Mr. Mortimer: E-books will continue to develop and influence the marketplace. In today's world there will always be a place for companies, which can establish relavence. We are gearing all of our future toward those subjects, which have the most relevance to the largest market possible.
Steve: Will CFI consider acquisitions in e-book format only?
Mr. Mortimer: We cannot forsee e-book only releases because we cannot forsee the technology of e-readers. It could be that the technology exists in the next five years.
Steve: Does CFI plan to break into the national market with clean, non-LDS centered fiction?
Mr. Mortimer: CFI did break into the market with LDS oriented fiction a year and a half ago. We intend to continue releases to the national market by nationally recognized authors with LDS background or themes.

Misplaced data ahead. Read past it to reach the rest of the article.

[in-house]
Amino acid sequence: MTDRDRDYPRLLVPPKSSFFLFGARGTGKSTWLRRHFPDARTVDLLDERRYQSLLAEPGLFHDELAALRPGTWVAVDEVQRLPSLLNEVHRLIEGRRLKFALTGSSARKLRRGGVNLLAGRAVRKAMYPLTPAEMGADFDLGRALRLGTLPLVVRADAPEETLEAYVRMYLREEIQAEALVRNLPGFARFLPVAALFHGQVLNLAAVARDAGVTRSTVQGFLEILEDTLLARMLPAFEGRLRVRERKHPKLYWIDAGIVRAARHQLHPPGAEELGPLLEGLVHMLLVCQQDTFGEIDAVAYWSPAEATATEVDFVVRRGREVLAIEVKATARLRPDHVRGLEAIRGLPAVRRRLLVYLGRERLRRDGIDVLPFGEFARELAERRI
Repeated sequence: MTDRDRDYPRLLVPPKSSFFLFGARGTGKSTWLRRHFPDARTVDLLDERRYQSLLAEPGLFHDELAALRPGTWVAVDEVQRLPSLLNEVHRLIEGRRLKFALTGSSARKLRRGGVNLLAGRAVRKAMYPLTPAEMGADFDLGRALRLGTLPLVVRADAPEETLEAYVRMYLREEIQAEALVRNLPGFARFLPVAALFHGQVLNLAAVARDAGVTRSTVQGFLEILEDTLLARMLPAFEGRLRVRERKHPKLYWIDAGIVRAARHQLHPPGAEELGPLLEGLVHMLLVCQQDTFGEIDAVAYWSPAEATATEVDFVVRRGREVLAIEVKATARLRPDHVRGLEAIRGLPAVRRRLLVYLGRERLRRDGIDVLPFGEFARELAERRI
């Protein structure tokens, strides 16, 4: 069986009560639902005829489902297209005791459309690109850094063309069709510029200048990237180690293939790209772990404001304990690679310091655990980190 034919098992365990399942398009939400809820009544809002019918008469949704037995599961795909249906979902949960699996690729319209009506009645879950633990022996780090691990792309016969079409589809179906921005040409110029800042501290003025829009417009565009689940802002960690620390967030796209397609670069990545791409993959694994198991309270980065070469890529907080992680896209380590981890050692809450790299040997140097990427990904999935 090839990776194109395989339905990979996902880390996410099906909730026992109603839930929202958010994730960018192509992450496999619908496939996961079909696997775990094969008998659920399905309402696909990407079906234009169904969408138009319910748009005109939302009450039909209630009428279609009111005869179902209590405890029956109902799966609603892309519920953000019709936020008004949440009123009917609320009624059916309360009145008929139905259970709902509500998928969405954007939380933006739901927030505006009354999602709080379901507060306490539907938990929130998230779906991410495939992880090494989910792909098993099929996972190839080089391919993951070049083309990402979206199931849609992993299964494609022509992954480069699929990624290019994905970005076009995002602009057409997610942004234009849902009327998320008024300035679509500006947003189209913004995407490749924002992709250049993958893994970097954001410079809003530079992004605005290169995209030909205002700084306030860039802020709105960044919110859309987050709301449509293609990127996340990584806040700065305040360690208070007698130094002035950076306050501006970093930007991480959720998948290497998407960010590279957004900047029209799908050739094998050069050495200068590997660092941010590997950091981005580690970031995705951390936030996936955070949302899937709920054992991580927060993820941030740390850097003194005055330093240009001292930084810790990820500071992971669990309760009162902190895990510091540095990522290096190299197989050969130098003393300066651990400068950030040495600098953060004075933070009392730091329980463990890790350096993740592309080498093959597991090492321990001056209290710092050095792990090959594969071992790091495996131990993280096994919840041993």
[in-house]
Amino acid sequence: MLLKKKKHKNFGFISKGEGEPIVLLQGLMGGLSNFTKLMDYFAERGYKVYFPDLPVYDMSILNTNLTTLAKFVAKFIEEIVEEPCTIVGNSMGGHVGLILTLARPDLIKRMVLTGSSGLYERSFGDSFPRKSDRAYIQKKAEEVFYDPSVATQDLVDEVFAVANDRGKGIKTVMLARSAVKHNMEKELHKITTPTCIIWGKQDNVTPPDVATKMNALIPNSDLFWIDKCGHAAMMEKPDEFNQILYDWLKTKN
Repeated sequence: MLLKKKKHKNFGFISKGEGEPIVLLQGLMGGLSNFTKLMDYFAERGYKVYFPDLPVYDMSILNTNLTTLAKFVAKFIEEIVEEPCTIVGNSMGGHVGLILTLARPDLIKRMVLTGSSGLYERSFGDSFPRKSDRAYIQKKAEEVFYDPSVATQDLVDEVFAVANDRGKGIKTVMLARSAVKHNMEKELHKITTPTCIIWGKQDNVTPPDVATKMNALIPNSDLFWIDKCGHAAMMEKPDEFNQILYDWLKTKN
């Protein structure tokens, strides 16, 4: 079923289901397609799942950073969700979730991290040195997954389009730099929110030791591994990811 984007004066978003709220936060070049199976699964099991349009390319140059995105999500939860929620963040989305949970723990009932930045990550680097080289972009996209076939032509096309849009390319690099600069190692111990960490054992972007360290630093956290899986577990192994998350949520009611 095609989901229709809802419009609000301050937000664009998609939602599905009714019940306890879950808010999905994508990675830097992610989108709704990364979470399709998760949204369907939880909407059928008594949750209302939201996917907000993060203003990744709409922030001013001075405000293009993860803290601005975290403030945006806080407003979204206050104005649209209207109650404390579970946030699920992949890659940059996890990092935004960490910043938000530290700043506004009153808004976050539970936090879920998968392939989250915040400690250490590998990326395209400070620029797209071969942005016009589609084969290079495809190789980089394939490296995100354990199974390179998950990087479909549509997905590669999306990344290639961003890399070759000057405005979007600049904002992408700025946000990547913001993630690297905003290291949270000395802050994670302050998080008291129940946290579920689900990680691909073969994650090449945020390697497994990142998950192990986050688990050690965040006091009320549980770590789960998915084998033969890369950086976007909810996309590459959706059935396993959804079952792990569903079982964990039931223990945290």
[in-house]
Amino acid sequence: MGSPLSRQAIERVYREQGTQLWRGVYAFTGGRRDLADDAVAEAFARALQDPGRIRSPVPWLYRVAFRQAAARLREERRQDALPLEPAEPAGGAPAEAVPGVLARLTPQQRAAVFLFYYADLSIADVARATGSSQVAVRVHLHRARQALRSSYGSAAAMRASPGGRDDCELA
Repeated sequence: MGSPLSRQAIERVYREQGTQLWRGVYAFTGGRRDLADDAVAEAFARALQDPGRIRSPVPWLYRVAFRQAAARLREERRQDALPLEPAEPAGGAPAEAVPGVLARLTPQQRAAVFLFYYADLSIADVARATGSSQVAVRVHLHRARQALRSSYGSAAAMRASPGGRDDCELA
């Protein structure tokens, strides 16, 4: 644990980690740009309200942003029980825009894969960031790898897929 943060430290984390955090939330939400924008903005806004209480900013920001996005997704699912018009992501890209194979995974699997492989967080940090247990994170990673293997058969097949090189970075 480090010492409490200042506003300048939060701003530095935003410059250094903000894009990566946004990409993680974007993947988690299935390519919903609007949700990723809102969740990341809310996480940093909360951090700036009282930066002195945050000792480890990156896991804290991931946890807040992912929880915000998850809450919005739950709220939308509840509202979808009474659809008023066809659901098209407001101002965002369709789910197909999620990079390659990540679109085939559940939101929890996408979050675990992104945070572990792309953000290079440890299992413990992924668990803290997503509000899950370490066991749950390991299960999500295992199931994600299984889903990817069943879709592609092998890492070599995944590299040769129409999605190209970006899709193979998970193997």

Steve: How would you describe the relationship between CFI and the other LDS publishers?
Mr. Mortimer: As individuals working in different companies we are friends, but the companies themselves have no relationship.
Steve: CFI is very good about giving unknown authors a shot at having their work published. Personally, I really appreciate the opportunity. What advice do you have for aspiring authors?
Mr. Mortimer: As mentioned above in CFI's goals, authors must develop relevance. If they have relevance, they will establish an audience. An audience is a market, which results in success if it is large enough.
Steve: What would you most like authors to understand about the publishing industry and Cedar Fort?